Unlike previous years, after all the conference tournaments ended on Selection Sunday, there was still one major unknown: how the committee would make use of the new NET rankings. The shiny new tool was ballyhooed as a fix to the reviled RPI and replaced it not only as the committee’s primary ranking system, but as the metric by which the all important “quadrants” were determined. Interestingly, it doesn’t appear that the final conference championship games had any change on the NET rankings (although this could be the NCAA saving themselves a headache by not releasing the final rankings, and instead only showing us what was available on Sunday morning). But in the end, it seems the NET was used much like the RPI, simply as a more general way to categorize teams, and not as a way to directly compare teams with dissimilar conferences and schedules, as many had hoped.
Indeed, if you take a “macro” perspective the NET rankings correlate quite well with the final seedings. Of the Top 16 NCAA Tournament seeds, all but Kansas and Kansas State found themselves in the Top 16 of the NET. Mid-major teams like Wofford and Utah State, who’s NET ranking was higher than where they would have fallen in the RPI, seemed to get slight seeding bumps over similar teams of the past. And teams in the American Athletic Conference (which for my money may have been the hardest to seed given the odd position of that conference as not quite top-tier, but better than the mid-majors) were seeded nearly in lock-step with their NET rankings.
However were two key places where the committee diverged significantly from the NET, and they come at the more “micro” level: the final at-large teams and the ordering of the top seeds. The last four teams into the tournament, Belmont, Temple, Arizona State, and St. John’s, had lower NET rankings than major conference teams like Texas, Clemson, and NC State that were not invited to the big dance this year. Whether or not that’s a positive or negative development likely depends on your perspective, but it’s understandable how teams with high NET rankings might be miffed that this new, hyped system (that they potentially aimed towards in their non-conference scheduling) ended up not influencing the committee as much as expected. It seems that the committee took overall resume, including non-conference strength of schedule, into account in making these decisions.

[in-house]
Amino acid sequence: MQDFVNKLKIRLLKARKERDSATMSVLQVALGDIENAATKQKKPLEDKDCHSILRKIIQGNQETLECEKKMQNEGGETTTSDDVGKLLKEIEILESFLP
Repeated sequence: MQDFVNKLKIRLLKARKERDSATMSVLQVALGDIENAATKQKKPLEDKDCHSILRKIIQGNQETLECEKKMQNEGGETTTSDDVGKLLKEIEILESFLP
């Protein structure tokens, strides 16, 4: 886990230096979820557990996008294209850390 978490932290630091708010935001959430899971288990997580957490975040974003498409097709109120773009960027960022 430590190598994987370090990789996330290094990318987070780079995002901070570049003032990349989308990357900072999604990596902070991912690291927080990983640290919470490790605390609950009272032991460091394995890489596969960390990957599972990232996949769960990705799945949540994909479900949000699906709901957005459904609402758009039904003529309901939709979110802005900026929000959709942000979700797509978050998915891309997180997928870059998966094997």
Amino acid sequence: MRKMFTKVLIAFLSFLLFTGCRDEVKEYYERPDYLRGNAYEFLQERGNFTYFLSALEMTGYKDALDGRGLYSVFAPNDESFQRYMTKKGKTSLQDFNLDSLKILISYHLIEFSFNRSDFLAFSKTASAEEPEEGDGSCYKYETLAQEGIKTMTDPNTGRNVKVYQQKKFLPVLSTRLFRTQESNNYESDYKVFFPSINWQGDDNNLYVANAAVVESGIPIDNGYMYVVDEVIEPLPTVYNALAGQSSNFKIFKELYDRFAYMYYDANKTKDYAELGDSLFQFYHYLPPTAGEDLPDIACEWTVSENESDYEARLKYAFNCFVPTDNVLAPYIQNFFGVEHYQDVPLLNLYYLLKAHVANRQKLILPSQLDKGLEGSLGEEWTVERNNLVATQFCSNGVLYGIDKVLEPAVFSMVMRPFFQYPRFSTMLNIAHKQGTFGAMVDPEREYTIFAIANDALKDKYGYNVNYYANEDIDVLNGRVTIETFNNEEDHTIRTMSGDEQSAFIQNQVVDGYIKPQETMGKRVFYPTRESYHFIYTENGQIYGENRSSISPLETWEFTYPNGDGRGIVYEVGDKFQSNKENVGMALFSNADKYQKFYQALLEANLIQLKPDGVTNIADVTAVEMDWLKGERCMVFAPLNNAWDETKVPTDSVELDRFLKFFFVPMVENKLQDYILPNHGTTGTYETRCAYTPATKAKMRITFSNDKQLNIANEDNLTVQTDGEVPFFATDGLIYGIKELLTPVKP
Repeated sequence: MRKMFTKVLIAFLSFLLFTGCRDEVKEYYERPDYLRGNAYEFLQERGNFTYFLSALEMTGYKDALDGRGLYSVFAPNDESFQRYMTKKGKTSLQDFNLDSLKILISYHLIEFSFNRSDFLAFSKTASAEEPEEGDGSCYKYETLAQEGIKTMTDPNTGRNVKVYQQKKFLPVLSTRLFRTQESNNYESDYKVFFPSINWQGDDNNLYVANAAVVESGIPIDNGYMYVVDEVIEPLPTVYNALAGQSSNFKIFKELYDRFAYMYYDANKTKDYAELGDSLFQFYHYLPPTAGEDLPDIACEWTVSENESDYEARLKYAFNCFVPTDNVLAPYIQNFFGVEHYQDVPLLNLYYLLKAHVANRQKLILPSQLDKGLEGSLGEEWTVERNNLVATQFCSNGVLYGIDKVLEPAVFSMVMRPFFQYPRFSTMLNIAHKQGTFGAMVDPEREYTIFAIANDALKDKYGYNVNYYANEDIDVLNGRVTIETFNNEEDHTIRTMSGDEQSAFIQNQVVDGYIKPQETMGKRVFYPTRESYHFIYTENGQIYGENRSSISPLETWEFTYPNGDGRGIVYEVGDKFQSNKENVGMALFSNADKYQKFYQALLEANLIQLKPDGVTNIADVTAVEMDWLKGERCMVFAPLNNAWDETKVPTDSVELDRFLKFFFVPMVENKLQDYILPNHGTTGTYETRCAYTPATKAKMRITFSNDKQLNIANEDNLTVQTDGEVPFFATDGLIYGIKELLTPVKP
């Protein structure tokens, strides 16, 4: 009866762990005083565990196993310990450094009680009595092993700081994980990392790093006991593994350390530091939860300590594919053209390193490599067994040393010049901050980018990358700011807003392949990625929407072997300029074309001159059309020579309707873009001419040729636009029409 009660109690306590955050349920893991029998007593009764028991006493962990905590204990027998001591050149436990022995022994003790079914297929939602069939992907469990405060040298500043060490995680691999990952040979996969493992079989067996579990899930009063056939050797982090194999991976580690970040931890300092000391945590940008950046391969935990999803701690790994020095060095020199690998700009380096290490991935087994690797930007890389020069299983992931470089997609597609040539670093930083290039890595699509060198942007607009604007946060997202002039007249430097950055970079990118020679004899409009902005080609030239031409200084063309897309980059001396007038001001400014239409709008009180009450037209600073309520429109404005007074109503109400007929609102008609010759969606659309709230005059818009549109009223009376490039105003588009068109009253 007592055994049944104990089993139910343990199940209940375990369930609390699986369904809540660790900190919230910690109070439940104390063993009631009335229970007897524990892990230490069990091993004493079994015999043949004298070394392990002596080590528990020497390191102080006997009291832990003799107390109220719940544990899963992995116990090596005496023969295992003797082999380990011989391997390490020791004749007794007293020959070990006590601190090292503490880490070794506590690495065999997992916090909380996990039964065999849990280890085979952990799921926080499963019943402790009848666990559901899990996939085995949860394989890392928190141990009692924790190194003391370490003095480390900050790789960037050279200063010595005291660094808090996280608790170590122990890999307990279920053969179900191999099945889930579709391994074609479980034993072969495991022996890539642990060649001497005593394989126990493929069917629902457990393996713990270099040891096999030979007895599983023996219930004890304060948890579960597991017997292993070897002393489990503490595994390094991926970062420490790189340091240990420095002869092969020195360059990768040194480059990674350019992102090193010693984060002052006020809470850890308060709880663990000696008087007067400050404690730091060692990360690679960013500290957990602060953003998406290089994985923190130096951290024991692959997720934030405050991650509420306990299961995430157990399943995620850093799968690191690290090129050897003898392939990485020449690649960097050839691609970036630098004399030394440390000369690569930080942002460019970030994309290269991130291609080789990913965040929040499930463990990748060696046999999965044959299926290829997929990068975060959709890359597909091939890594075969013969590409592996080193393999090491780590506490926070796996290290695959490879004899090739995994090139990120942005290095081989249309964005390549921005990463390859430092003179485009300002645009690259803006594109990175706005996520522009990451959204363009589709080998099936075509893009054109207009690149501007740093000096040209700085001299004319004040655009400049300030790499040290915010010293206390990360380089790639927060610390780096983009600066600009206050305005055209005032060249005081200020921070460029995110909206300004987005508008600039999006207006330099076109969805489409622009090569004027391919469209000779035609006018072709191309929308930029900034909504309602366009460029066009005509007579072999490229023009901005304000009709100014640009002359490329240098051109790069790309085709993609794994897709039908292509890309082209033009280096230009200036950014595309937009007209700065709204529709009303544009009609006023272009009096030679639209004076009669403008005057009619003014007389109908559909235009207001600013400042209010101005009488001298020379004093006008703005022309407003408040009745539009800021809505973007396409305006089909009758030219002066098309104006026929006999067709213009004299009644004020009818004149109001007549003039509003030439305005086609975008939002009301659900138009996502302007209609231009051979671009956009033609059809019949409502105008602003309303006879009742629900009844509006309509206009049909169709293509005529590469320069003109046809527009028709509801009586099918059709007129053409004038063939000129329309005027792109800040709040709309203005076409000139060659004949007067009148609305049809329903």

There were also some differences between the NET rankings and the relative rankings of the 1 and 2 seeds. Duke still ended up third in the final NET rankings (behind Virginia and Gonzaga), but earned the No. 1 overall seed. Meanwhile, UNC found itself ranked behind both of the top SEC teams, Tennessee and Kentucky, in the NET but leapfrogged them for a No. 1 overall seed. Once again, it seems the committee took a more holistic view of these team’s resumes into account more than their NET ranking, with the possible exception of the decision to place Gonzaga on the top-line.